Schumacher’s Small is Beautiful (1973) dispelled the myth that the tractor was always the best technology to use. Western high tech fixes can often be counter productive. There is no good or bad technology to carry out a task – only an appropriate or inappropriate one. High tech is not always the right solution and innovation is more to do with improving on current process than flights of blue sky thinking. The informal market offers major insights into this area – especially in packaging and distribution.


Innovation is often about dealing with things as they are not just blue sky new to the world thinking.


A defining characteristic of the informal market is its relative poverty to the formal world. As such, it drives a much harder bargain on value and affordability. We explore ways in which the value for money imperative has driven innovation on product and packaging design; accessibility, availability and all within a target price point.   


Take Chennai based Cavin Kare and their use of scaled down versions of their personal care brands and shampoos. First, Cavin Kare targeted where the brand leaders Hindustan Lever and P&G didn’t have a presence.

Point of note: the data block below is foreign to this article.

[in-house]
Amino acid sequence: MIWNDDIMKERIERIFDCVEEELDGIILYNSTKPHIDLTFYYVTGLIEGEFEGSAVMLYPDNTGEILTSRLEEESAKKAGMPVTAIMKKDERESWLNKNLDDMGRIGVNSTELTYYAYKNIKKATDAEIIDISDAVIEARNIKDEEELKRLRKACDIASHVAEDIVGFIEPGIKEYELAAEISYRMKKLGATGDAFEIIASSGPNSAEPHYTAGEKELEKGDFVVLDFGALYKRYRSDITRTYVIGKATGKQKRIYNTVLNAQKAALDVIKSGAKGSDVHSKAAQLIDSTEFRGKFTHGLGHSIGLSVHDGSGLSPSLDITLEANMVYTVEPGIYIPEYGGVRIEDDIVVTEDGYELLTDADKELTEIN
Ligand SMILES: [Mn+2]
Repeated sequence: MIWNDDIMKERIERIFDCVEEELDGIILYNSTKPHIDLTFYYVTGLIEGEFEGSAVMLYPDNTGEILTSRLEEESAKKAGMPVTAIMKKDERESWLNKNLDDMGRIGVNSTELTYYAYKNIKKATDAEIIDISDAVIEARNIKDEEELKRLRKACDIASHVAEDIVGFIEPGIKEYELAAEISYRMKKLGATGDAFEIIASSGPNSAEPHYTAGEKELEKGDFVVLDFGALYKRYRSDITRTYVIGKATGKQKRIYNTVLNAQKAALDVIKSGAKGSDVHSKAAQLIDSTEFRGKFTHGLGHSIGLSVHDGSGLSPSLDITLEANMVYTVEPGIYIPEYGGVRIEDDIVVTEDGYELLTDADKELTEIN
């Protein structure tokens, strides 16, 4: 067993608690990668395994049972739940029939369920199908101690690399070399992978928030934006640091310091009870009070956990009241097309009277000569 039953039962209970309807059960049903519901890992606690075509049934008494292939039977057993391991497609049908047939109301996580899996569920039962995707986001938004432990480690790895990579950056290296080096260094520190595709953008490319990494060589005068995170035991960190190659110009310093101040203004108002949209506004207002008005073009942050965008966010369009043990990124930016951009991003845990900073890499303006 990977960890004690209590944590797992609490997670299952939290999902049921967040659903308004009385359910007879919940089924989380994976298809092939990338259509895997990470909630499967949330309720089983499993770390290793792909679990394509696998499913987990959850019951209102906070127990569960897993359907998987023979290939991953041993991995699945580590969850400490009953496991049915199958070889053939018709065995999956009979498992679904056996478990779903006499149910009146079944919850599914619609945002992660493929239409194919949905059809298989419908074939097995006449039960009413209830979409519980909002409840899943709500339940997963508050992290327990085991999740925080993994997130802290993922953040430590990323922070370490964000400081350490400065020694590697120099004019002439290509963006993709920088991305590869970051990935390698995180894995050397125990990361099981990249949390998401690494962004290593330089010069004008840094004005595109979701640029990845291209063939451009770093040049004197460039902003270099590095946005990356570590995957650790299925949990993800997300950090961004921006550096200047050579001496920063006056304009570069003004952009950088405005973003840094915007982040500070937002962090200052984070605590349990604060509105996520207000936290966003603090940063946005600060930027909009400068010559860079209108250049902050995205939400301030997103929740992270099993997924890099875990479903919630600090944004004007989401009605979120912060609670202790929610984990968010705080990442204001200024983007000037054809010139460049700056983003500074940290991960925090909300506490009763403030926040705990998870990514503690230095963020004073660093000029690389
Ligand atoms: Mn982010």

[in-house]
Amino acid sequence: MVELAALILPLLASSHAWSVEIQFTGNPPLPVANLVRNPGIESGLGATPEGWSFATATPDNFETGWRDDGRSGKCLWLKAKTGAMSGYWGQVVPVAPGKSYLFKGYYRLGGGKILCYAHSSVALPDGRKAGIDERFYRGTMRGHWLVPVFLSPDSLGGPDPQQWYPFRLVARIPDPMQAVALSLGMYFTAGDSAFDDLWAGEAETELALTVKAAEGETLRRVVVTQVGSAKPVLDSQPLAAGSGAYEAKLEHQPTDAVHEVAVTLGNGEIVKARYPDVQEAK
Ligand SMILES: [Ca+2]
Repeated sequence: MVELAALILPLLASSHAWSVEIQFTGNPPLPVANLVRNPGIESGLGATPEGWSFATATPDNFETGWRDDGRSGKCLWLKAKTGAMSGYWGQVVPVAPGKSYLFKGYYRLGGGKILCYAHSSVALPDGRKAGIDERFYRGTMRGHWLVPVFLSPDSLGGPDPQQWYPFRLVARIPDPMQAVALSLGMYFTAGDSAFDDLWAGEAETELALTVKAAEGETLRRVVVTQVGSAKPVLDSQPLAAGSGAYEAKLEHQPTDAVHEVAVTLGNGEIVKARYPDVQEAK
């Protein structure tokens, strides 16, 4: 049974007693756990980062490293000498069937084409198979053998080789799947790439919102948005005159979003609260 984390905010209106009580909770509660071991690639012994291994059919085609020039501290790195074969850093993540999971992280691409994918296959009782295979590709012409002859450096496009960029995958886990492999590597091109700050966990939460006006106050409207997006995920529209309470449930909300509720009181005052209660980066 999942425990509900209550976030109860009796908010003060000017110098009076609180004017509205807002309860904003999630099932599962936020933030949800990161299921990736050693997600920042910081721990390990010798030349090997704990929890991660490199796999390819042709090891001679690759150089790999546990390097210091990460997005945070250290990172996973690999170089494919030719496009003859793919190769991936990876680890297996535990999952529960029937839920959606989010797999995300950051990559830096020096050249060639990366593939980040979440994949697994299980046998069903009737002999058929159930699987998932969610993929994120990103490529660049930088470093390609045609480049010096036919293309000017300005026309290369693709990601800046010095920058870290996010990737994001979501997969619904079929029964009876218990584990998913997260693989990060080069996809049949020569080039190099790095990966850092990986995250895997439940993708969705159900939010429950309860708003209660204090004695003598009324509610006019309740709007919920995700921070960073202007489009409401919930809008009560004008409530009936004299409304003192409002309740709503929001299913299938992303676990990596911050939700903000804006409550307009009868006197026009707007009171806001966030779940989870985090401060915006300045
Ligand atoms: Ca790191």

Cavin Kare invented the scaled down versions to move the product to a price point that was affordable to rural India and the informal market. Also, their marketing focussed on the need to deal with the perception that shampoos contained harsh chemicals that damaged hair and that shampoos are a glamour rather than a hygiene product.  So, whilst Hindustan Lever may have had 69% of the market share in the 1990’s, this equated to no more than 10 per cent of the hair wash occasions in the country. This is the issue that Cavin Kare’s sachet innovation was designed to target. [i]

[i] Business Line, India. Aarati Krishnan, Shampoos: Putting money where the lather is. (January 2001)

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